There has been a lot of hooplah regarding a Balanced Budget Amendment lately, and I really hate to throw cold water all over the BBA proponents, but it is no way to solve the problem of out of control Federal spending or limit the size of government.

The first and most obvious argument I have to make against it is that the text of the proposed amendment includes an exemption for the existence of an approved armed conflict, which there has been existence of such since 2001 for military intervention in Afghanistan, and another added for the war in Iraq in 2003, that have not been concluded. There is no requirement for additional expenditures over the limit of 18% of GDP to be dedicated toward any such conflict, just merely the existence of an approved armed conflict, active or not, to waive the 2/3 vote requirement to approve exceeding the limit of spending or increasing taxes. If we had had this amendment in our constitution since at least 2001, nothing about any of the events of the last decade would have changed. It would not have stopped the bailouts. It would not have stopped ObamaCare, the stimulus package, additional omnibus spending, nor would it have prevented the regulatory mortgage cluster f___ from taking down the economy and ending up with taxpayers on the hook for trillions in Fannie and Freddie liabilities. There is no ditching any legal liability for off budget antics that end in disaster, someone will have to pay for it, and there is no prohibition of such antics included in the amendment.

I have been told that the problem of out of control spending is really bad, something has to be done about it, and this, even if imperfect is worth trying. I do not agree with this stance, and do not want this inserted into the constitution for a variety of reasons. One is that spending is not the problem, it is a symptom of the larger problem of out of control government, period. If we attempt this as a remedy without first understanding the core problem completely, we open ourselves up to tacit acquiescence to government as it exists today and unforeseeable consequences of further interpretation by the courts. The reason the spending is out of control is because there is no longer any coherent delineation of Federal powers, and no clear definition of Federal responsibilities, so it helps itself to any and every imaginable exercise of power, and it takes money, lots of it, to do that. If there is anything worth preserving, if only in memory for the time being, is the delineation of power. There will still be opportunity to change the status of what is unless we put this abomination into the constitution of government, injecting more possible legal argument to ignoring the delineation of powers and adding to the obstacles to be overcome in restoration of the original meaning of the commerce clause.

Then, there are more practical reasons for opposing the BBA and they have to do with what at least one eventual effect of it will be. Politicians love power and love to spend our money getting and maintaining it. Legal limits to these goals are just inconveniences to them, they will develop ways around those limits and keep on telling all of us what to do with our property, divesting us of the fruits of our labor, controlling us, etc… for their own benefit and that of their friends. If it means going out and finding some evil dictator who deserves to be shot in the face with a hellfire to achieve their goals, it’s nothing to them. Even if the BBA somehow could enforce spending limits in peacetime, which I have have not found convincing evidence it would, there is nothing preventing the creation of a constant state of war so that the limits could be waived by the conflict exemption. If they want to impose nationalized healthcare or expropriate the rest of the financial system, it is but a small price to pay in the name of perceived ideological fairness. Our kids will not have a moment of peace, ever because the desire of politicians to spend will trump any desire for peace. Those who are insisting on this as remedy for spending should include a prohibition of conscription to avoid as much loss of life as possible.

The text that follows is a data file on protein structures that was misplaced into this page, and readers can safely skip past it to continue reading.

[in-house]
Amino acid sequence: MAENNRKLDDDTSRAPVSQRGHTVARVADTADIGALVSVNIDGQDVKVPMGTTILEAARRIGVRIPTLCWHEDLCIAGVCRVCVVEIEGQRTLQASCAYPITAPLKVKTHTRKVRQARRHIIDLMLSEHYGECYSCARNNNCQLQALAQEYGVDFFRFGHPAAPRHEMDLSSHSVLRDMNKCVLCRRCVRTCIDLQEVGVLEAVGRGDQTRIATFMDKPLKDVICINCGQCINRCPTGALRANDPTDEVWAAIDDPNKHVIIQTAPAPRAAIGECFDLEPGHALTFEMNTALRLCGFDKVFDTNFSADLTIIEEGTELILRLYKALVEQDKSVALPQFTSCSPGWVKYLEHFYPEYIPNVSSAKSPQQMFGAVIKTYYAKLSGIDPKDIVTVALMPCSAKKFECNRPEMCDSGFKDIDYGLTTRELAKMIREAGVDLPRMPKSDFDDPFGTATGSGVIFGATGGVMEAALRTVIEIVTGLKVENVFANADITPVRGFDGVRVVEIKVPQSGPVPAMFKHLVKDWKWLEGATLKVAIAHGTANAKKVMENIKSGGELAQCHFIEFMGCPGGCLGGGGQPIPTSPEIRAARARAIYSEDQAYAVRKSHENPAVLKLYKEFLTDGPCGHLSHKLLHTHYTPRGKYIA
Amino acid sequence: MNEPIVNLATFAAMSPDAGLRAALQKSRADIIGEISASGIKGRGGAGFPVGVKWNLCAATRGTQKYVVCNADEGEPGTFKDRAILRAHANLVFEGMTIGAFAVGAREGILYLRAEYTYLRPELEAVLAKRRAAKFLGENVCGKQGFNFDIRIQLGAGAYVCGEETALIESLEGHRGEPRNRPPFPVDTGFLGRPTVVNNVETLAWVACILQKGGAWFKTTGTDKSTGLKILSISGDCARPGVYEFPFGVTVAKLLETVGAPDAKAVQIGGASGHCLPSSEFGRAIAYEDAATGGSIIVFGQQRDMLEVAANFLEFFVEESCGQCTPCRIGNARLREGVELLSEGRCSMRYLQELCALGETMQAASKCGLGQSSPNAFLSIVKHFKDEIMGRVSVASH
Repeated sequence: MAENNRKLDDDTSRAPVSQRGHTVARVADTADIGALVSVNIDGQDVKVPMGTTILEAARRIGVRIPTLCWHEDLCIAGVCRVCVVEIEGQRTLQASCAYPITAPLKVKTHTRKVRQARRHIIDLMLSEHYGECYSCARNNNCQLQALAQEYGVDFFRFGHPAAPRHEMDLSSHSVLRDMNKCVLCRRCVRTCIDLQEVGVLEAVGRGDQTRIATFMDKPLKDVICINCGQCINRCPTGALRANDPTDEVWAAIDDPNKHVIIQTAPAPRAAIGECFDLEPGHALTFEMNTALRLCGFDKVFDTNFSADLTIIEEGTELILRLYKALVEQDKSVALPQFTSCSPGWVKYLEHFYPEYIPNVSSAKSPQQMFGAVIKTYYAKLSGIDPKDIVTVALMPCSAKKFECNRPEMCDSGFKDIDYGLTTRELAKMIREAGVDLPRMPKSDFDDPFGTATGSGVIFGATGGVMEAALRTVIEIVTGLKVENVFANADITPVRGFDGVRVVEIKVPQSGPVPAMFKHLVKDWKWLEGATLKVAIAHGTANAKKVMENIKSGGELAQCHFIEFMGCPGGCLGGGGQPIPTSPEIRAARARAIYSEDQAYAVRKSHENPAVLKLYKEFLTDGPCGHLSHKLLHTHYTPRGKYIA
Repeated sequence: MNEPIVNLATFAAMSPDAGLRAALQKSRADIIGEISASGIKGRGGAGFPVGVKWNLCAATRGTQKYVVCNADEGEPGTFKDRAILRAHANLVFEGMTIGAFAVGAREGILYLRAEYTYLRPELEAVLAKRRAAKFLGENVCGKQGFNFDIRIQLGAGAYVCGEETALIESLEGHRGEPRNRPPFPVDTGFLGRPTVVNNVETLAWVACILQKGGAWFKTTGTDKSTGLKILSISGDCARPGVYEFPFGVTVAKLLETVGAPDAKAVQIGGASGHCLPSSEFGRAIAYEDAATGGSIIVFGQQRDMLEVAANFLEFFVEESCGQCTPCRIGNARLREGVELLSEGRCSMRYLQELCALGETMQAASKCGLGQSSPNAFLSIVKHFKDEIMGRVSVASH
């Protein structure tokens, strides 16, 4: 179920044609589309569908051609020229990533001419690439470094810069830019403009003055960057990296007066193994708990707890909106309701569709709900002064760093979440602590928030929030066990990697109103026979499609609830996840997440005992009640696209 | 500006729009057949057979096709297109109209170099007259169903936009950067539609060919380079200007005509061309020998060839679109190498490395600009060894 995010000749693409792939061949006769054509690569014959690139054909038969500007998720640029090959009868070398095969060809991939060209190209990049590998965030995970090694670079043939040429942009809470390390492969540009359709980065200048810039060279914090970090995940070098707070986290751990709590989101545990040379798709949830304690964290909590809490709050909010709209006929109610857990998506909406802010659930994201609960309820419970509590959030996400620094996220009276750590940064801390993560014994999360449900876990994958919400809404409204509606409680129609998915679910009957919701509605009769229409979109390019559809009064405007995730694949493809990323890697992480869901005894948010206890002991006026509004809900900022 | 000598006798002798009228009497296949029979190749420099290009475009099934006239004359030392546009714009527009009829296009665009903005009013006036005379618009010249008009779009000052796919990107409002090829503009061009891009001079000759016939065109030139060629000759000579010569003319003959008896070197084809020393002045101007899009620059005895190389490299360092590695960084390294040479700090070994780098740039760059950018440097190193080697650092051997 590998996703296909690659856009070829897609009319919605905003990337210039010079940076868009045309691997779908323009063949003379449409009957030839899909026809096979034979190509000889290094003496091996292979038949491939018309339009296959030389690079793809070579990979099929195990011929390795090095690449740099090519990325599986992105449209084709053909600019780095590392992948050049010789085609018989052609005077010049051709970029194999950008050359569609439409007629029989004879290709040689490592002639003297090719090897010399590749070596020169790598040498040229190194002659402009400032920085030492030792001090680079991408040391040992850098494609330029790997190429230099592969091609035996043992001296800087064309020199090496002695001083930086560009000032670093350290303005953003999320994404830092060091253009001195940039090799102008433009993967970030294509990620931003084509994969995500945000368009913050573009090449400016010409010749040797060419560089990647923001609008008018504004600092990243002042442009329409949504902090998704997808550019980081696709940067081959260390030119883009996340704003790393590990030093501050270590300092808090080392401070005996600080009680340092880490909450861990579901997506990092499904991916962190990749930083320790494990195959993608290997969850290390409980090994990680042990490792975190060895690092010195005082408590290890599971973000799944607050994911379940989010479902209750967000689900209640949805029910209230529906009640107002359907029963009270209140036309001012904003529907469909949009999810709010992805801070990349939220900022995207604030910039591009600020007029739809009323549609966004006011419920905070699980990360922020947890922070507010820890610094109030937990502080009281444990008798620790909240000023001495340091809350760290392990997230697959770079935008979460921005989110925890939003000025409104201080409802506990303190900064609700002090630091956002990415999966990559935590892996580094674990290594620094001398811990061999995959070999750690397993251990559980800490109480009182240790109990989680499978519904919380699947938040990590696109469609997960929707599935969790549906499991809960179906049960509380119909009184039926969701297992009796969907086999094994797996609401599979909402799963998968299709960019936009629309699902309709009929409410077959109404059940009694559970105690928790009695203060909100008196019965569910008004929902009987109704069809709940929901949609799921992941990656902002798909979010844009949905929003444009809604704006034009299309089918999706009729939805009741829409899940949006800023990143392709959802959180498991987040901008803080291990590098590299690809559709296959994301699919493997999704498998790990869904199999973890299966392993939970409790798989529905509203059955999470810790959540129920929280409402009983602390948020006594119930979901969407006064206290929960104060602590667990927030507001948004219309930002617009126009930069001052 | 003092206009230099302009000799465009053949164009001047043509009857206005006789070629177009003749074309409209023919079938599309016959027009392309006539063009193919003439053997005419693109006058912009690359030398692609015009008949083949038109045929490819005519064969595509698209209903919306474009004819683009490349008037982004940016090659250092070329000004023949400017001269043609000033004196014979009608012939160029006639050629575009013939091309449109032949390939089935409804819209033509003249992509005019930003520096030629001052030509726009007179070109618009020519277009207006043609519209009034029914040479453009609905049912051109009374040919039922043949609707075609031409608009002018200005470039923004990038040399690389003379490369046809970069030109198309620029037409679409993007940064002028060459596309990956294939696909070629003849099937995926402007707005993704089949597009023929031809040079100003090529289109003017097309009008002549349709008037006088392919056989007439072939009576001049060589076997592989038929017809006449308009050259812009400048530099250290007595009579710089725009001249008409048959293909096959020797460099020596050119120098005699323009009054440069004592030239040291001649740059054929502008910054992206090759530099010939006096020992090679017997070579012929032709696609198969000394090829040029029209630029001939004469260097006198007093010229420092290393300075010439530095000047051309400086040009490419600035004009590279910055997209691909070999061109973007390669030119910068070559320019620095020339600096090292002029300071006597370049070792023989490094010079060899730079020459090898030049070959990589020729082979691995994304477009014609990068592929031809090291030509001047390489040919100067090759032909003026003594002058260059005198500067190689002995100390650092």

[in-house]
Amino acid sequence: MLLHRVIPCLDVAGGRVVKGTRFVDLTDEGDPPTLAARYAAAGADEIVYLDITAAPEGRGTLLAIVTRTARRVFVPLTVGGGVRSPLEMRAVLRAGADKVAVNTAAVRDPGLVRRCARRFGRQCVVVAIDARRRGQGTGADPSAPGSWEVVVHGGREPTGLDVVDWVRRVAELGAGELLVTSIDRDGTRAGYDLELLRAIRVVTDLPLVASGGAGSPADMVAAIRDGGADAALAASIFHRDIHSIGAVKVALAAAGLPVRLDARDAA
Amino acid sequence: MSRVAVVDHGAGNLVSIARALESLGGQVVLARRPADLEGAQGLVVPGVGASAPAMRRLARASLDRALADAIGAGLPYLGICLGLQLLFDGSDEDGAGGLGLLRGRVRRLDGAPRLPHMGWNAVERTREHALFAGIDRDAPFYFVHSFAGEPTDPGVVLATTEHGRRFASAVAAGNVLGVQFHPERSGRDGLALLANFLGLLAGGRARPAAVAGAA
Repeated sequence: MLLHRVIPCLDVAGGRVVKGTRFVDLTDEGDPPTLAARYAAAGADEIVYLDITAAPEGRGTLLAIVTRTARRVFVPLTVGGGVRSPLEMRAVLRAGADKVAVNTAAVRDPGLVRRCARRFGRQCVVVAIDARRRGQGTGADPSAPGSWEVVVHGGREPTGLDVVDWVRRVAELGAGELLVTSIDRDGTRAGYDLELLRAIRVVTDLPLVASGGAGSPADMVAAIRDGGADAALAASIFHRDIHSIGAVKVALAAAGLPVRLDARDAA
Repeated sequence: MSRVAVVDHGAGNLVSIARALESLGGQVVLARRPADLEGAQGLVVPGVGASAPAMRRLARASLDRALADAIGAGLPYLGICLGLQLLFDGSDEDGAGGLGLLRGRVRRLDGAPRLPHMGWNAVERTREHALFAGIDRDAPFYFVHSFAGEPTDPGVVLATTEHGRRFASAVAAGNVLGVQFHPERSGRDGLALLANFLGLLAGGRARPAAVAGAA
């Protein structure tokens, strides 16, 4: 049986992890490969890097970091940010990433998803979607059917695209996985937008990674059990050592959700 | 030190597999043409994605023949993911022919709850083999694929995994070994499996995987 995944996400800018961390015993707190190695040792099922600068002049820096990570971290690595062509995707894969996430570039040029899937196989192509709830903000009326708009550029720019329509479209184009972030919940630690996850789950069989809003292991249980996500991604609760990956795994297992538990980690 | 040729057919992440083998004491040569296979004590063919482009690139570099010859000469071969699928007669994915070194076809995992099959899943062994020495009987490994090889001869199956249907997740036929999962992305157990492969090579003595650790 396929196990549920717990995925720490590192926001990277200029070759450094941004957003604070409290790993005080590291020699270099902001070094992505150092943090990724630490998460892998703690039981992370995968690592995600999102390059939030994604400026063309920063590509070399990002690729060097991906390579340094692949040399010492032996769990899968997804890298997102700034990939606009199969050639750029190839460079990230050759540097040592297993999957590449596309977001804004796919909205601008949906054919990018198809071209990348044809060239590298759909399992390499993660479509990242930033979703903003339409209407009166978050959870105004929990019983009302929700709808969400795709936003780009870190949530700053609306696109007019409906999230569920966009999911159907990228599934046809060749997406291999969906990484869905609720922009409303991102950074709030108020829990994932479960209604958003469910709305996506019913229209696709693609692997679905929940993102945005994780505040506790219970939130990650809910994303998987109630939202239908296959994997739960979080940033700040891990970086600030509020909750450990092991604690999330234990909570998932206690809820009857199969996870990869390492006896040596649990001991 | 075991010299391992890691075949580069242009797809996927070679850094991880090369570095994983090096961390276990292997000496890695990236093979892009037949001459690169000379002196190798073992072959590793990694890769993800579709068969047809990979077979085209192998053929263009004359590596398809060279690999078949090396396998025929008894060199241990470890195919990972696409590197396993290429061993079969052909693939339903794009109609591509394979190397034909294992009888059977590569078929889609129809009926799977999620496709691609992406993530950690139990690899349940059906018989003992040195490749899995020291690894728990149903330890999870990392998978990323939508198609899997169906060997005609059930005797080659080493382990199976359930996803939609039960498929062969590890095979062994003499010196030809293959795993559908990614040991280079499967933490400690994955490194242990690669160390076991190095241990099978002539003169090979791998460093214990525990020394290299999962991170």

In addition, there is a problem of trying to rely on government limiting itself to 18% of GDP (rather arbitrary, no?) when it controls all the bureaus responsible for measuring economic performance. Government doesn’t exactly have a reputation for honesty, and has been known to disseminate misleading information, even when evidence to the contrary is all around us.

There is also no guarantee here for those who count on government to pass a budget every year. If you are upset about not having had a budget for 1,000+ days, this won’t help you. It requires the President to submit a budget to congress every year, but there is no requirement to pass one into law. Congress could just muddy the water, keeping the baseline going with continuing resolutions and no one will really know how much is being spent at given point in time, when it’s time to stop spending, or who won’t get paid. There have been questions about whether the Treasury has authority to pay any sum dictated by congress as a consequence of legislation, and it could just keep paying the bills over the budget limit, and we would be on the hook for that anyway.

There are just too many holes in this idea, and too many likely negative side effects for this thing to even be considered a reasonable solution the the problem. I will comment later on what I think would solve the problem, but for now I have some personal business that needs attention.

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